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Colonial Pipeline resumes operations after shutdown for Hurricane Ida

Colonial Pipeline resumes operations after shutdown for Hurricane Ida

DIGITAL MARKETING NEWS

Colonial Pipeline resumes operations after shutdown for Hurricane Ida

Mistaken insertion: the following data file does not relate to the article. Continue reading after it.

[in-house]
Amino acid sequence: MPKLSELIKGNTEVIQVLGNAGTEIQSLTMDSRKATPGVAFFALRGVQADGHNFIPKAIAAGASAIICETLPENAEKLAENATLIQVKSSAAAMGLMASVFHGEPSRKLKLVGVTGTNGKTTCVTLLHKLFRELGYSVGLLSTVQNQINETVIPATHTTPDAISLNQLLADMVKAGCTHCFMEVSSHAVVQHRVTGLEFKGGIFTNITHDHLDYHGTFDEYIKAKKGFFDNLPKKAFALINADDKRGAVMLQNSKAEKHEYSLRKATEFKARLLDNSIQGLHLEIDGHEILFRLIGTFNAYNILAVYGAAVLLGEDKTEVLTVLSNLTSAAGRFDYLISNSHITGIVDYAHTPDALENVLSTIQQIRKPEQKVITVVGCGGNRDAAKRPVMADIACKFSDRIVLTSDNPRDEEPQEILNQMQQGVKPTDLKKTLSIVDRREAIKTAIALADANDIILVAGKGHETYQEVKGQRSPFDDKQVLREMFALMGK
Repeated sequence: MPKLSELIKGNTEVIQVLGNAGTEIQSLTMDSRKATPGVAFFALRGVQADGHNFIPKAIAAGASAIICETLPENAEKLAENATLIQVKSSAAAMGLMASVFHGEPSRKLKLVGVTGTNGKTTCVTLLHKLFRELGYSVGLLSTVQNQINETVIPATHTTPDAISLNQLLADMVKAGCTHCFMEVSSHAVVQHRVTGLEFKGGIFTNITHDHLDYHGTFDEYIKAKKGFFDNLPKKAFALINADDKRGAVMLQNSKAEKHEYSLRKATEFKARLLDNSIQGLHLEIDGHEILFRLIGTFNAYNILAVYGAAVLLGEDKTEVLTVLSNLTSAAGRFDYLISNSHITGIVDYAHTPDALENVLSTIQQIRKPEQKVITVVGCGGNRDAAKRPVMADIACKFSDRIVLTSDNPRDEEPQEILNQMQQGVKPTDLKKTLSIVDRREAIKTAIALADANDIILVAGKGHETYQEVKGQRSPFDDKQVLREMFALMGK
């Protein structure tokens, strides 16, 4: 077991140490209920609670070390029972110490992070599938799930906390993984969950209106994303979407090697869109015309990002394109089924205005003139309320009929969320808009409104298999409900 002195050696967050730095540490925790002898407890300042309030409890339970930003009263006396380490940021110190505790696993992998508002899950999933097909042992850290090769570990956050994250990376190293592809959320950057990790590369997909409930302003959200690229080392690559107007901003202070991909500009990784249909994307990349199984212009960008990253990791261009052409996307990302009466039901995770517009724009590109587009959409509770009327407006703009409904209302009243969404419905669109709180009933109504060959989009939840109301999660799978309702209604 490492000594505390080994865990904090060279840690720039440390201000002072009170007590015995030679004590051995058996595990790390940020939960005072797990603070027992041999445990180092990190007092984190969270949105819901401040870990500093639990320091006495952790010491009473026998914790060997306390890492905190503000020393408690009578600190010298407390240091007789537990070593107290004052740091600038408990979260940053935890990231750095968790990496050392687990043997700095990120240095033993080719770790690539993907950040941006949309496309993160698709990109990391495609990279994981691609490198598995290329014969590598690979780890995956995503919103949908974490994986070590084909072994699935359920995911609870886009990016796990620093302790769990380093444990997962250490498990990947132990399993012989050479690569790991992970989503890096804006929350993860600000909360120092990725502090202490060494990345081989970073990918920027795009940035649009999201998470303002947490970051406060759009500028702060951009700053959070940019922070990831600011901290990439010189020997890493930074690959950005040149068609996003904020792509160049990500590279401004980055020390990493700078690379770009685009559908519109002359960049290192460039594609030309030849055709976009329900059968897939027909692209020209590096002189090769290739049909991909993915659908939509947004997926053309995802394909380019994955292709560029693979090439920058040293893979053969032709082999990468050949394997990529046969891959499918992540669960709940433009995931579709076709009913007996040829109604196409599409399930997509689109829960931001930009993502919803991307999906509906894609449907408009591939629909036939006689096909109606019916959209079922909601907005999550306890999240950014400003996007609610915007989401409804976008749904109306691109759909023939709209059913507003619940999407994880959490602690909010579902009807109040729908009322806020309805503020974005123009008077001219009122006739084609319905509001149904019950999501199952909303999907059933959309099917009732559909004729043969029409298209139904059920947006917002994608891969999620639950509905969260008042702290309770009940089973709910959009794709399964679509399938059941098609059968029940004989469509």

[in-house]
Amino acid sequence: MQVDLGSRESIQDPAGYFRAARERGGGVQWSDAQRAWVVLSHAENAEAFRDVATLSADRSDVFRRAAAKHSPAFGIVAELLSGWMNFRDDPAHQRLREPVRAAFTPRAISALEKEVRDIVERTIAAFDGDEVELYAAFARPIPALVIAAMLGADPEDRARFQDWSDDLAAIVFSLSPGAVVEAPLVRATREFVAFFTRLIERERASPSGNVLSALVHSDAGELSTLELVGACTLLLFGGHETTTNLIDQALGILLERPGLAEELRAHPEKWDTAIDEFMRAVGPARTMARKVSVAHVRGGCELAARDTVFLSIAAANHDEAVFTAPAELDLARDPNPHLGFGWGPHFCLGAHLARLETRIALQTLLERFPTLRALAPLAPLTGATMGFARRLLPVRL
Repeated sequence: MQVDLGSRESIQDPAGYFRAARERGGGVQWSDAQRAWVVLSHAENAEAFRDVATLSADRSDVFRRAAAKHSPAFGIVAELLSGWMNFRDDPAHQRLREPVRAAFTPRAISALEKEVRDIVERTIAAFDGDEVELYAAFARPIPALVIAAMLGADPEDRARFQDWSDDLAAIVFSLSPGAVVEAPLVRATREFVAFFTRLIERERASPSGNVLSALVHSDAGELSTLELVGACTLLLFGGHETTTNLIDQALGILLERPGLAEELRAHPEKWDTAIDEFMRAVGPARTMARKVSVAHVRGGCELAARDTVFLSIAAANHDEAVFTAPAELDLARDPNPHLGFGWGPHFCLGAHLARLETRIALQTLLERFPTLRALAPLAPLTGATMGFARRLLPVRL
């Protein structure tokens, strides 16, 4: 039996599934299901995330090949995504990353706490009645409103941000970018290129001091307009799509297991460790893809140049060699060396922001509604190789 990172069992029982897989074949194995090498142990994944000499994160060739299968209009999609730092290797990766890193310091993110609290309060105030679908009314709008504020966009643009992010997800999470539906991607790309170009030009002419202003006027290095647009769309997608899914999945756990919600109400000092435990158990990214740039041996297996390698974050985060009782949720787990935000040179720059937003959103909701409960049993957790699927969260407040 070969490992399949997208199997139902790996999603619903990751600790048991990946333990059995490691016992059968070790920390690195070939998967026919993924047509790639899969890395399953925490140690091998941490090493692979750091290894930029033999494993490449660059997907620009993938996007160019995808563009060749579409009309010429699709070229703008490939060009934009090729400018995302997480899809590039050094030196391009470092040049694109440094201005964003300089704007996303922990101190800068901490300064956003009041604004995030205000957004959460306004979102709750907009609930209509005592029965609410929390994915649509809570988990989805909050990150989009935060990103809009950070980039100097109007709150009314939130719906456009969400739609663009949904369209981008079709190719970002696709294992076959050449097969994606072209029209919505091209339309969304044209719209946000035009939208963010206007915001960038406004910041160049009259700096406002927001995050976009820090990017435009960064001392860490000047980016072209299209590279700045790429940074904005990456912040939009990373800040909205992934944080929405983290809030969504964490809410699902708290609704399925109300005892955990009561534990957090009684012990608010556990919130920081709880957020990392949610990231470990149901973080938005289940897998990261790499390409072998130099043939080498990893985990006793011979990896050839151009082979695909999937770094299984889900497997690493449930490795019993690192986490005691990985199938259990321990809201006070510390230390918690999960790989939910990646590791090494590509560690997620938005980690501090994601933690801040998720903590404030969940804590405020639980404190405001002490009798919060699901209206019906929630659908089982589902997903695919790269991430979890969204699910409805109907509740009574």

Why gas prices change all the time in the USGas prices and quality differ from city to city and state to state. Here’s everything you need to know about how gasoline in the U.S. works.Just the FAQs, USA TODAYA vital fuel transporter in the Southeast U.S. has restored operations following a temporary shutdown during Hurricane Ida, likely alleviating concerns about a new round of gas shortages in the region.The Colonial Pipeline Co. said Tuesday that it had restored service on two lines running from Houston to Greensboro, North Carolina, that had been taken offline in advance of the storm.The company said service resumed late Monday night.The pipeline carries oil and gas products from facilities along the Gulf Coast to the Southeast U.S. for distribution to retail outlets.”After receiving clearance to enter the impacted areas, the crews followed rigorous procedures to inspect the infrastructure for integrity and completed all restart protocols,” the Colonial Pipeline Co. said in a statement.Awareness of the Colonial Pipeline’s role in American energy security was heightened in May, when the company was the victim of a ransomware attack.The attack caused a temporary shutdown that triggered panic buying, leading to fuel shortages at gas stations along the East Coast for days.Hurricane Ida is expected to have an effect on the nation’s fuel infrastructure and consumption. Pain at the pump: Gas prices likely to jump as Hurricane Ida affects gasoline production along Gulf CoastHurricane Ida hits: Colonial Pipeline temporarily halts fuel deliveryMultiple major gas refineries halted operations due to the storm. And about 96% of the oil production in the Gulf of Mexico was temporarily shuttered, according to the U.S. Bureau of Safety and Environmental Enforcement.As the storm subsides, refineries and oil rigs will begin to assess damages. The outcome of those assessments could lead to additional downtime.”The biggest concern is probably not so much the wind but the flooding,” said Patrick De Haan, head of petroleum analysis for GasBuddy. “Refineries are built pretty solid right now, but one thing they can’t really plan around is the rain.”He predicted that the national average price of gasoline would increase by 5 cents to 15 cents within the next two weeks. Tuesday’s average was $3.16, up 1 cent from a week earlier, according to AAA. You can follow USA TODAY reporter Nathan Bomey on Twitter @NathanBomey and subscribe to our free Daily Money newsletter here for personal finance tips and business news every Monday through Friday morning.


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